The physics system is truly the heart of God of Blades‘ swordplay. It gives both literal and figurative weight to the weapons, world and characters you encounter. This makes the game very unique both as a brawler and as an iOS title. God of Blades is not about frantically swiping across a screen, painting a target with glowing lines and triggering a pre-made animation. Rather, God of Blades is about the player’s swipe skillfully controlling the movement of physical objects (both the sword and the character) through stylized space. Once loosed, a sword can hit another physical weapon with force, perhaps shattering it and sending its fragments flying. If the sword hits an opponent, components of their armor may get knocked off as they stagger backwards from the force of a blow. Or, the sword can hit them and kill them–the force causing your foe’s frames to shudder as the power of a strike echoes through their wrecked bodies. A well-timed blow could, and often does, spin foes as the blade’s momentum sends them soaring head over heels. These are only a few of the many emergent outcomes of a conversation involving swords.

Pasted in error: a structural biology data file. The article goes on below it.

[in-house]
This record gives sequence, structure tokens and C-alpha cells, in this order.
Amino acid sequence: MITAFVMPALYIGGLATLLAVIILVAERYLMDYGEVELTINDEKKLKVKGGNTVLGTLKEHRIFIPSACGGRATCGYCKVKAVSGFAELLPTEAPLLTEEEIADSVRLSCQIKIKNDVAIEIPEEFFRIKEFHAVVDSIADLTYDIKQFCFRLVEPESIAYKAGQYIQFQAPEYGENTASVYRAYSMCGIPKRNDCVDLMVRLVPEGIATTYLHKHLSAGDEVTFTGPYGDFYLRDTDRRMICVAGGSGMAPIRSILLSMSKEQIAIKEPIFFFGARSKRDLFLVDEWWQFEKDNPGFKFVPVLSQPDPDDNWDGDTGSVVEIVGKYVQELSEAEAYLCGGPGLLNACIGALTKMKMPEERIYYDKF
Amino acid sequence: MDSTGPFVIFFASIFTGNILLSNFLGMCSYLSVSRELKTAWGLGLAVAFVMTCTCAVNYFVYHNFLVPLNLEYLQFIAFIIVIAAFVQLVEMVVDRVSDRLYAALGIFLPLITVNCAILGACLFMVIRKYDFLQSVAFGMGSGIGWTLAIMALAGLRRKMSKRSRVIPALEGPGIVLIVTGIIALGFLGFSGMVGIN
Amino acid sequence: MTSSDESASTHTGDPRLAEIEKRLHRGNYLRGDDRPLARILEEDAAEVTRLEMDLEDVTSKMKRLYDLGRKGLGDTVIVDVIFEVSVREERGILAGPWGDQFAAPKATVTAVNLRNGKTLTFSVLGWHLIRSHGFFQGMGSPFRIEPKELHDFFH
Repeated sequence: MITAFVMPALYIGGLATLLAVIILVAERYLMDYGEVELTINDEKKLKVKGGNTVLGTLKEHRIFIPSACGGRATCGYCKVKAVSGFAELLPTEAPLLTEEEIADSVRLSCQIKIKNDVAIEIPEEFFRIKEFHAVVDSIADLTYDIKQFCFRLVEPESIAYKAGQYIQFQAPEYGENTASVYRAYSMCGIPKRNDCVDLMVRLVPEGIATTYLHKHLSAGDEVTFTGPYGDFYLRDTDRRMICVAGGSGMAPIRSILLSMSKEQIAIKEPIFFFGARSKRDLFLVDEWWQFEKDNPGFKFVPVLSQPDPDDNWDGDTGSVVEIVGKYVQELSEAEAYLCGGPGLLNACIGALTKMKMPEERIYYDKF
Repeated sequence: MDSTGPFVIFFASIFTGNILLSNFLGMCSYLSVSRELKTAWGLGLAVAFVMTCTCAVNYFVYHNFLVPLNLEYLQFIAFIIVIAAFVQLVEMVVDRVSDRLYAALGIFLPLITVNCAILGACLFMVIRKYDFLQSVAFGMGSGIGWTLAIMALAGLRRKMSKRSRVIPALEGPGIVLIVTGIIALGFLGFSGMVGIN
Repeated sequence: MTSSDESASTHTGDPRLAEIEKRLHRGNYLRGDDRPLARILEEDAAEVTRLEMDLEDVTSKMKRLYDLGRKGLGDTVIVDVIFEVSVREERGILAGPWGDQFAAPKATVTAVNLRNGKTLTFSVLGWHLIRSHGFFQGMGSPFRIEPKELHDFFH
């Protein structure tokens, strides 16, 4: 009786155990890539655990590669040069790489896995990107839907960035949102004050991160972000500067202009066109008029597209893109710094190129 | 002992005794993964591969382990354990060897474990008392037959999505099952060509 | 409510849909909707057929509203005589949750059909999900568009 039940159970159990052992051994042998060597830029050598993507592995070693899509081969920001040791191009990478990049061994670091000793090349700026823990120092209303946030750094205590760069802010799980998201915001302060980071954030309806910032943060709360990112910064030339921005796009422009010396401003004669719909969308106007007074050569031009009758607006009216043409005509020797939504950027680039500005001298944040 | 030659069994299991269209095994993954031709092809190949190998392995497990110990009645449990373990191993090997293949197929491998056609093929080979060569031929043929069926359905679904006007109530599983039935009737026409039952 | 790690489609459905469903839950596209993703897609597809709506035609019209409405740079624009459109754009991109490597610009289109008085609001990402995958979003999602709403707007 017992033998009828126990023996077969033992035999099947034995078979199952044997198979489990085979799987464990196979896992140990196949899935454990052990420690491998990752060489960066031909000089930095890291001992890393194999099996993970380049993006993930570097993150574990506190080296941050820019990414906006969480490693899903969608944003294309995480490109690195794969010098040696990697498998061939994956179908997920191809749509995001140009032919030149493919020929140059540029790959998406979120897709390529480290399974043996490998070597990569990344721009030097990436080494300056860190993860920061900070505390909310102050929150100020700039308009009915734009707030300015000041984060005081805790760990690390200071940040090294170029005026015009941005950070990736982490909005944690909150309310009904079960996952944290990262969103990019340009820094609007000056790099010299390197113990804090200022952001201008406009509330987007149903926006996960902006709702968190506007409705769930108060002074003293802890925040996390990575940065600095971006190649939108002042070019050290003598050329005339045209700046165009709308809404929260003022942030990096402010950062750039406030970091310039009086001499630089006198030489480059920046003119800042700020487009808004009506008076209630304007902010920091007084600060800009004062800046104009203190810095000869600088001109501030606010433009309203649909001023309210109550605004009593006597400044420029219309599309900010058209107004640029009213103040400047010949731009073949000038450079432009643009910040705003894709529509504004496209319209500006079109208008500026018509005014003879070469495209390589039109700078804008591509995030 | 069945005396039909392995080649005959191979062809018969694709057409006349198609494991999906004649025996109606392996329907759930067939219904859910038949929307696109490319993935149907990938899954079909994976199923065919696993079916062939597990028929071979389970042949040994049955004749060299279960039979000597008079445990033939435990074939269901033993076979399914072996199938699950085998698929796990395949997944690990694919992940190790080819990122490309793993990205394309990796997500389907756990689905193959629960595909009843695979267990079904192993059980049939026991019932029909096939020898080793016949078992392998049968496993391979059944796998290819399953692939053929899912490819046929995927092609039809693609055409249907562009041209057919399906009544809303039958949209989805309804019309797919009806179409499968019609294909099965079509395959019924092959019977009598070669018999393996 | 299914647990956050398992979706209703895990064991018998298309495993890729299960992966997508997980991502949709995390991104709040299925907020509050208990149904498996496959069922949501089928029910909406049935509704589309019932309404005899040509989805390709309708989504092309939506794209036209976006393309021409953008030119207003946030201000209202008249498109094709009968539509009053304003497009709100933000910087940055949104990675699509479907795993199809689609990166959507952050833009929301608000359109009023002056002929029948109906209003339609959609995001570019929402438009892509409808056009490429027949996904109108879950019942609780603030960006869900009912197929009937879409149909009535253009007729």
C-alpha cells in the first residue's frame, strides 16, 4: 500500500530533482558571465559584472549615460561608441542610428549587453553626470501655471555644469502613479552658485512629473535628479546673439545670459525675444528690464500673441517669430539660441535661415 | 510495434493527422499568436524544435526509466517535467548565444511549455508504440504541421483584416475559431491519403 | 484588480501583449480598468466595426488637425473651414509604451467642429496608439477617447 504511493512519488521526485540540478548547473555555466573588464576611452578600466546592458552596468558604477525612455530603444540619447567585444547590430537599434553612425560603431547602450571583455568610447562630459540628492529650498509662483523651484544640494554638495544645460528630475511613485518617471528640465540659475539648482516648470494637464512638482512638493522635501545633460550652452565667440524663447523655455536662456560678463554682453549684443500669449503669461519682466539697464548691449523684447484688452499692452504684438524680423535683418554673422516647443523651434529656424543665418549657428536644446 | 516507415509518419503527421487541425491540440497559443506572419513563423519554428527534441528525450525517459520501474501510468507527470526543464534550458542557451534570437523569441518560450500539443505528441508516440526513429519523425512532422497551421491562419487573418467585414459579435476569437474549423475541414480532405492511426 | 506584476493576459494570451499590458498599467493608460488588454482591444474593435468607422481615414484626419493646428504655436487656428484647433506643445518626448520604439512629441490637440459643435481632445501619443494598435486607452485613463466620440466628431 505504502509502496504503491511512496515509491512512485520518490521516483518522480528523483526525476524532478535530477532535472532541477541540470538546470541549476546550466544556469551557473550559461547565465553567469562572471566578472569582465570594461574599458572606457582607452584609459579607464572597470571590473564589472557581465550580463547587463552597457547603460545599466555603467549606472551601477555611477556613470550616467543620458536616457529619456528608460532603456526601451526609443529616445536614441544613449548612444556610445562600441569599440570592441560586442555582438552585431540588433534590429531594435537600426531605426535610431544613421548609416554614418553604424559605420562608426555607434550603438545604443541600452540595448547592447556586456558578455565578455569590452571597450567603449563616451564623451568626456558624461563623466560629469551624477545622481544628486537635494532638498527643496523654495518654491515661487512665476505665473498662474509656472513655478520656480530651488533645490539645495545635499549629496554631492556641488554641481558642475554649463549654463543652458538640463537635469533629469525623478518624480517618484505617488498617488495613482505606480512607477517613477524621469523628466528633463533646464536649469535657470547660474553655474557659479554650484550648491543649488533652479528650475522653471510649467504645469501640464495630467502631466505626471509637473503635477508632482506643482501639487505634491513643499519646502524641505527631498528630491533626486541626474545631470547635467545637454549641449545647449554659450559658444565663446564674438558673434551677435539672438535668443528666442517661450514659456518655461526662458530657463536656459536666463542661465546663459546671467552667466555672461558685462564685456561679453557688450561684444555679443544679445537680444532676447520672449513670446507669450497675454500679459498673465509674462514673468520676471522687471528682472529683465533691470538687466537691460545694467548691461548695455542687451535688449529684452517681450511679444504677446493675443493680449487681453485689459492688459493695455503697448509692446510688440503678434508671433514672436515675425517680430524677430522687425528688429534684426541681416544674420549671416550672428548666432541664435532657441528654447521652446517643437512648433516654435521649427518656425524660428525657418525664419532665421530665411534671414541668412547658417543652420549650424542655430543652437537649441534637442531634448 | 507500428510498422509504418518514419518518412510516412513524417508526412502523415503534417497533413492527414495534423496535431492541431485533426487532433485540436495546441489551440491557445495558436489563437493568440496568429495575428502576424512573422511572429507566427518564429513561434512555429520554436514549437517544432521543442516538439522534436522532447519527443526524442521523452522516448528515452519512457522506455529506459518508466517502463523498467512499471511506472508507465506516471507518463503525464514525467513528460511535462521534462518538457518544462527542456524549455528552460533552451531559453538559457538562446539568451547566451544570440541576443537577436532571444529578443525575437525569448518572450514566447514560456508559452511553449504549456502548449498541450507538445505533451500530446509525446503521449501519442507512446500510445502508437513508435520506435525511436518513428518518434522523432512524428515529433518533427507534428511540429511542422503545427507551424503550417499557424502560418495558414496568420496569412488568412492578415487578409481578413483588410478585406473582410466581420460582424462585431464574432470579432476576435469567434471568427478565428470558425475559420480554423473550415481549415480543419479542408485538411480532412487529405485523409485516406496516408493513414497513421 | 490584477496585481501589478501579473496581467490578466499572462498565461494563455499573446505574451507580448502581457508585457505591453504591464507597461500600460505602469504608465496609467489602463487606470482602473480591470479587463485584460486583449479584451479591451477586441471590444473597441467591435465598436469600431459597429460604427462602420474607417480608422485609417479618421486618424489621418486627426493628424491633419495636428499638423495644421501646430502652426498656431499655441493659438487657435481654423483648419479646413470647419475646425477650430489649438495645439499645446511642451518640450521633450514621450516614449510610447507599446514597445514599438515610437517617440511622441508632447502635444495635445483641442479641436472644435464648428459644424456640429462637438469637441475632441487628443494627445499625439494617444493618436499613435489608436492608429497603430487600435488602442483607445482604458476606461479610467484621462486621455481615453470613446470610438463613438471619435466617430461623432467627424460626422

Once we had built this physical world into our game, we knew we could let the player tell amazing fight stories. Implementing physics allowed us to give those stories over to the player’s actions. When a player’s spinning parry shatters a cultist’s axe and send him soaring off of a bridge and into a lava-filled chasm, we didn’t script that. We simply built a world where these kinds of things can happen. We never know what’s going to actually happen. When you deliver the well-timed death blow, it isn’t a pre-made cut scene. That dramatic moment is different every time. What you see is happening because of what you did. You author and earn every single one of those moments.